State media reported that the ruling Chinese Communist Party (CCP) on Tuesday announced there would be no military parade in Beijing’s Tiananmen Square to mark the centenary of its founding on the 1st. July.
The state-run Xinhua news agency reported: “There will be no parade during the 100th anniversary of the CCP’s founding this year,” the Xinhua state news agency reported, citing Li Jun, the assistant. Director of the Political Work Bureau of the CCP Central Military Commission (CMC), as stated at a press conference in Beijing.
Instead, Li said the Central Committee made “unified agreements” for military celebrations, including meetings, party history research events and seminars.
Plans will also include an exhibition titled “Going Under the Party Flag” at the Chinese Military Museum, and other exhibits and exhibitions of various parts of the Liberation Army. People (PLA).
Beijing last saw a large-scale parade through Tiananmen Square in 2019, to mark the 70th anniversary of the founding of the People’s Republic of China.
Analysts told RFA that the miniaturized celebrations could reflect changing geopolitical factors, including a deteriorating relationship with Washington, as well as the impact of the coronavirus pandemic.
News columnist in Hebei Yue Jun said that nothing in particular was set to mark this date.
“There weren’t any really exciting big events planned,” said Yue. “The CCP 100th anniversary doesn’t really allow big ticketing events.”
“I think these celebrations will be pretty superficial.”
Commentator Ji Feng said that it is possible that previous plans for a parade have been affected by world events that are changing.
“A lot of countries have been hit by the pandemic, and that harm is due [the CCP], “Ji said.”[Also]Sino-US relations worsened, then relations with the European Union, Canada, Australia and Japan all deteriorated. “
“It doesn’t look good [diplomatically] from any direction, “he said. If they combine it by [having a military parade]Then everyone will see them as despicable ”.
News columnist Cai Shenkun, meanwhile, said the decision was in line with previous practice in Beijing.
“Military parades are mainly held on the anniversary of the founding of the People’s Republic of China, and at stable times,” Cai told RFA. “If they have one [this year], it will backfire. “
He argued that too much emphasis on the history of the CCP, as opposed to the People’s Republic of China, risked arousing political debates about the role of the former Soviet Union Executive Committee in its establishment. Chinese party.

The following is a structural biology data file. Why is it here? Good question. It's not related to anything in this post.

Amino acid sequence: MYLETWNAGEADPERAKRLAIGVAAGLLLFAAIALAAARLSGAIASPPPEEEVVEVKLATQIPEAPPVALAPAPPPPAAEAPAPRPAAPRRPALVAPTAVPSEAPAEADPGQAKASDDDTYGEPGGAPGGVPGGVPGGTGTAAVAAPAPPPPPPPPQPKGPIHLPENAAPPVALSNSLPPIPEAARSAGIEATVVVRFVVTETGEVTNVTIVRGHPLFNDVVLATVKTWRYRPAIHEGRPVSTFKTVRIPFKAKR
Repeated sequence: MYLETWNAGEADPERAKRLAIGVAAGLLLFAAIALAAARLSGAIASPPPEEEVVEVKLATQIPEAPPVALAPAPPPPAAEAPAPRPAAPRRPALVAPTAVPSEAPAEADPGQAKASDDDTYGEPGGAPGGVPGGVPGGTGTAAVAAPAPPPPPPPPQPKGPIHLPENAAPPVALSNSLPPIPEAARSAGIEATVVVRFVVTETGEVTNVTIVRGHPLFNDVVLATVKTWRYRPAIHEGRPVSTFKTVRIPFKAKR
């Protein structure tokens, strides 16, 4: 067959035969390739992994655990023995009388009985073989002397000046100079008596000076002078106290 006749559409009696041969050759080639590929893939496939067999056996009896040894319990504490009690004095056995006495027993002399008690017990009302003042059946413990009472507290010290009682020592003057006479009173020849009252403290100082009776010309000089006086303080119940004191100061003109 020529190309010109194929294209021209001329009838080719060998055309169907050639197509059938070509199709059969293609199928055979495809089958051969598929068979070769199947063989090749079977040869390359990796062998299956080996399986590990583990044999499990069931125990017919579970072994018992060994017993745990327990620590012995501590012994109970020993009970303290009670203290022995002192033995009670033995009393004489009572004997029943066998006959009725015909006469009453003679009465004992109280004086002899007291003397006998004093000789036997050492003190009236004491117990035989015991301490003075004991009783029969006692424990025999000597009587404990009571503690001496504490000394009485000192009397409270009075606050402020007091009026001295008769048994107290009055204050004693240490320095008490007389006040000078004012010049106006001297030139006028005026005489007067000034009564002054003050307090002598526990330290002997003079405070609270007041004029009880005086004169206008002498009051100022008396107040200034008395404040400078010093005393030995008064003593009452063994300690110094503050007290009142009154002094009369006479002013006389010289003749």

“There has been too much water under the bridge in the past 100 years, and all the former leaders have been purged in that time,” said Cai.
“So if you were wanting to mark the centennial with a celebrity, who would you choose?” he say.
Deputy Propaganda Minister Wang Xiaohui said that the CCP itself will mark the centennial with a plenary meeting held by the CCP Central Committee in Beijing, where General Secretary Xi Jinping will give a speech important expression.
The Party will award medals of honor to those considered to have made outstanding contributions to the nation.
Wang said during a press conference on Tuesday.
The centennial anniversary announcement comes amid growing concerns about Beijing’s threat to invade Taiwan’s democratic island.
Ready to fight
Earlier this month, Xi Jinping told the country’s military and armed police to be ‘ready to fight’ to protect national sovereignty and security.
The top US military commander in the region has warned that China may prepare to carry out plans to invade Taiwan as early as 2027.
Admiral Philip Davidson, Commander of the US Indo-Pacific Command, told the Senate Armed Services Committee that Beijing could launch an invasion within the next six years.
The People’s Liberation Army (PLA) has sent multiple planes into Taiwan’s ADIZ since the administration of US President Joe Biden took office on January 20.
In 2018, the Pentagon warned that the PLA was gradually preparing for a possible invasion of Taiwan, as the CCP “continued to develop and deploy increasingly advanced military capabilities to coerce Taiwan. Loan, signaling China’s determination and gradually improving the possibility of an invasion. “
Taiwan has never been under the rule of Beijing or part of the People’s Republic of China, but has been locked out of international diplomacy and agencies to the insistence of the Chinese Communist Party (CCP). .
Washington said it would no longer seek to “appease” China about Taiwan, when the State Department announced an end to the ban on diplomatic contact and senior officials with Taiwanese officials on Jan. 9, in the tail of the Trump administration. .
Qiao Long’s Report to RFA’s Mandarin Service. Translated and edited by Luisetta Mudie.